MongooseJS: Cursor-Based Pagination Examples

Updated: February 22, 2024 By: Guest Contributor Post a comment


When building applications with large datasets, effective pagination strategies become crucial for performance and user experience. MongooseJS, a popular MongoDB object modeling tool for Node.js, supports cursor-based pagination, a method well-suited for scaling and real-time data updates. This tutorial explores how to implement cursor-based pagination with MongooseJS through practical examples.

Understanding Cursor-Based Pagination

Unlike traditional offset-based pagination, which skips a fixed number of documents, cursor-based pagination uses a pointer (“cursor”) to traverse through documents. This approach offers several advantages, including constant query performance regardless of page number and a stable view of data even when new records are added or existing ones are modified.

Setting Up the Environment

To follow along, ensure you have Node.js and MongoDB installed. Initialize a new Node.js project and install Mongoose:

$ npm init -y
$ npm install mongoose

Next, connect Mongoose to your MongoDB instance:

const mongoose = require('mongoose');
mongoose.connect('mongodb://localhost:27017/yourDB', {
 useNewUrlParser: true,
 useUnifiedTopology: true

Model Definition

Define a simple model to work with. For example, a blog post schema:

const mongoose = require('mongoose');
const Schema = mongoose.Schema;

const postSchema = new Schema({
 title: { type: String, required: true },
 body: { type: String, required: true },
 createdAt: { type: Date, default: }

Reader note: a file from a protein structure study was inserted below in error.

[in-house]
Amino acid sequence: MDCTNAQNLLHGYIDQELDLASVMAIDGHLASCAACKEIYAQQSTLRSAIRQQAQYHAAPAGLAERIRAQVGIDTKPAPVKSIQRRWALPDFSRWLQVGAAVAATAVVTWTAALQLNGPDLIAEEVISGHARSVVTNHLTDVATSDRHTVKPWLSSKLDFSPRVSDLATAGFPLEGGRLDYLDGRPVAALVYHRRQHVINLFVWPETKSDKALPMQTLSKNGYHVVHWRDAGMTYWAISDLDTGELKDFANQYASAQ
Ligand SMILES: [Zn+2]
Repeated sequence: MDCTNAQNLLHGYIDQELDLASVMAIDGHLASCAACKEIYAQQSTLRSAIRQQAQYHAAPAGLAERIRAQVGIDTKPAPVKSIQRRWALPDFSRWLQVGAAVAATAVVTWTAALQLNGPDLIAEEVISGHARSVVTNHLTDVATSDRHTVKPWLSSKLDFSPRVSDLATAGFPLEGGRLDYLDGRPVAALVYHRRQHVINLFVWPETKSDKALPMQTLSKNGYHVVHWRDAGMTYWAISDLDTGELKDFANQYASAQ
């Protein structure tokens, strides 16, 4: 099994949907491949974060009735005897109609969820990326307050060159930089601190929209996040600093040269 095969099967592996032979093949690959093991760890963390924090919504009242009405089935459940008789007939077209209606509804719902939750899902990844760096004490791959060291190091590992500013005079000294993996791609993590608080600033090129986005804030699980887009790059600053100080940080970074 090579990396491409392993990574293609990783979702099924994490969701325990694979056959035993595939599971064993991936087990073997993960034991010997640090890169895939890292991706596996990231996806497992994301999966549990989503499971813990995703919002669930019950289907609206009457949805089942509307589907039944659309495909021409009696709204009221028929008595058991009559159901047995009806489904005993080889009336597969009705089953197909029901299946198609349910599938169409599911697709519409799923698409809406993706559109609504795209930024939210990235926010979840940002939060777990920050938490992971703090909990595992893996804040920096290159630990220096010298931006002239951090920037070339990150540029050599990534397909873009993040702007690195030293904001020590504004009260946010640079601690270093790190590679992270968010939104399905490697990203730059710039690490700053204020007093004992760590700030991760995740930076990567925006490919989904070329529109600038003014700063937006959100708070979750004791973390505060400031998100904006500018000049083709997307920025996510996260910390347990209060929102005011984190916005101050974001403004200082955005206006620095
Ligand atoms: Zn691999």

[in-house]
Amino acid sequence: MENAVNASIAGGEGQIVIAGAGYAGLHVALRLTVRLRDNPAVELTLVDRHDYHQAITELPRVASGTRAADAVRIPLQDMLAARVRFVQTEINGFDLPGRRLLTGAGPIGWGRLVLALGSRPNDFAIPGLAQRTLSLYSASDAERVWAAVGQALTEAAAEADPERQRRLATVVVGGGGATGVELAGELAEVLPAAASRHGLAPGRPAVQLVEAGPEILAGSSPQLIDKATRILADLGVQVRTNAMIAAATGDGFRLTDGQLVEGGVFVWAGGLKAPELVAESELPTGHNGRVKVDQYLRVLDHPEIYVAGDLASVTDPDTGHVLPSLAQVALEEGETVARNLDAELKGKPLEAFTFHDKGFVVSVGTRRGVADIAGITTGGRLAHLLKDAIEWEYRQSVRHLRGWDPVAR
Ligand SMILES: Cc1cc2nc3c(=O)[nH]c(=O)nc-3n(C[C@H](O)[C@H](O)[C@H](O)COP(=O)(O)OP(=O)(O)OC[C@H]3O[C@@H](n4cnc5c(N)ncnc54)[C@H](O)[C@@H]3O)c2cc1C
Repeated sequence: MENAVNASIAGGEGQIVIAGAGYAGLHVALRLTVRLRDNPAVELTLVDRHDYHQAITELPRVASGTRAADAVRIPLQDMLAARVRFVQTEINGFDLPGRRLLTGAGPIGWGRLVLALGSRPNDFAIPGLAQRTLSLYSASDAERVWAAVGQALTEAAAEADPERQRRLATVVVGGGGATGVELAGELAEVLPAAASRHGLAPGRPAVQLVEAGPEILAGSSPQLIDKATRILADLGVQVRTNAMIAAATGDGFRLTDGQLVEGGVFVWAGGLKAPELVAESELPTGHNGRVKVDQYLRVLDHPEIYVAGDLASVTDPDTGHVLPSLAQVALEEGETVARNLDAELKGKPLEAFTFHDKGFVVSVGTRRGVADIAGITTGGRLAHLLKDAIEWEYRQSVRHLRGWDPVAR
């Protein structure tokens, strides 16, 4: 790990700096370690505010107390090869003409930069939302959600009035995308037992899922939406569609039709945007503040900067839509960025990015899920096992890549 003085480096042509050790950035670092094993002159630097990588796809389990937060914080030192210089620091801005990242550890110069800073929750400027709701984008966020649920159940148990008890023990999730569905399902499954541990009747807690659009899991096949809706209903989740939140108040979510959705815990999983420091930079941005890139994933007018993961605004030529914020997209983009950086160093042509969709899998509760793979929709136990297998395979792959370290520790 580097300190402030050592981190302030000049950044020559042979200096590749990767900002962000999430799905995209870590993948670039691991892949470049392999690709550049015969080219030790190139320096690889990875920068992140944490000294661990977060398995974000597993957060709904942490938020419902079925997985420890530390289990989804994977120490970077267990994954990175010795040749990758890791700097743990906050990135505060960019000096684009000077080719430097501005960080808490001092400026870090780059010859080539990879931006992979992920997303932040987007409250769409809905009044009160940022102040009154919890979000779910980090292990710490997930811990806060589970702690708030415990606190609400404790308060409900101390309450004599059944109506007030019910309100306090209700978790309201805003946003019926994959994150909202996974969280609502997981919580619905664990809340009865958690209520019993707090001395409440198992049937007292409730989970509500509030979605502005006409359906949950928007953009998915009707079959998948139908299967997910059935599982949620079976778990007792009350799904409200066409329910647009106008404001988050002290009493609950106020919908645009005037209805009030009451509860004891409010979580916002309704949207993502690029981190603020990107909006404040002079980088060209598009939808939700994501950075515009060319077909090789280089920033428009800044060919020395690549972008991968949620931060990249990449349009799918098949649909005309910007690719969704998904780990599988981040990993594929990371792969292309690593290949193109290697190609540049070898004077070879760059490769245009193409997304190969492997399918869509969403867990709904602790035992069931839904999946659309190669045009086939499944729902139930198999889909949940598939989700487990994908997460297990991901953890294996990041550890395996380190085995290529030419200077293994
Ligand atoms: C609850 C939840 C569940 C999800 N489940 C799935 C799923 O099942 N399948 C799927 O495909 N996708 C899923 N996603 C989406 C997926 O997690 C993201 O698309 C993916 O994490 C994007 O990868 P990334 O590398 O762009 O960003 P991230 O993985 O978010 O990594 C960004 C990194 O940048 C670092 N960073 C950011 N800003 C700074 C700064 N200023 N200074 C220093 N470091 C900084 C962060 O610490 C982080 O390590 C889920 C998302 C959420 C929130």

const Post = mongoose.model('Post', postSchema);

Basic Cursor-Based Pagination

To implement cursor-based pagination, you start by querying a set amount of documents, using the _id or another field as your cursor. Here’s a function to fetch posts:

async function fetchPosts(cursor, limit = 10) {
 let query = {};
 if (cursor) {
 query._id = { $gt: cursor };
 return await Post.find(query).limit(limit);

This function retrieves a fixed number of documents (limit) that come after the specified cursor.

Improving Performance with Indexes

To ensure queries run efficiently, especially on large datasets, it’s crucial to add indexes on the fields used for pagination (e.g., _id or createdAt):

postSchema.index({ createdAt: 1 });

This index supports efficient retrieval by createdAt order.

Advanced Cursor-Based Pagination

An advanced strategy involves using timestamps for cursor pagination. Assuming posts have a `createdAt` field, you could paginate based on document creation time:

async function fetchPostsByTime(cursor, limit = 10) {
 let query = {};
 if (cursor) {
 query.createdAt = { $gt: cursor };
 return await Post.find(query).sort({ createdAt: 1 }).limit(limit);

This method offers a chronological view, ideal for real-time data feeds.

Tips for Effective Cursor-Based Pagination

  • Choose appropriate cursor fields: While _id is a common and easy choice, other fields like timestamps can be more suitable depending on the use case.
  • Communicate with frontend clearly: Ensure the frontend is aware of how cursors are passed and handled. Cursors can be opaque strings or specific field values.
  • Implement client-side caching: For frequently accessed pages, caching the results on the client side can significantly improve the user experience.


Cursor-based pagination in MongooseJS improves user experience and application performance, especially for large and continuously updating datasets. By following the outlined examples and best practices, developers can effectively implement this pagination strategy in their applications.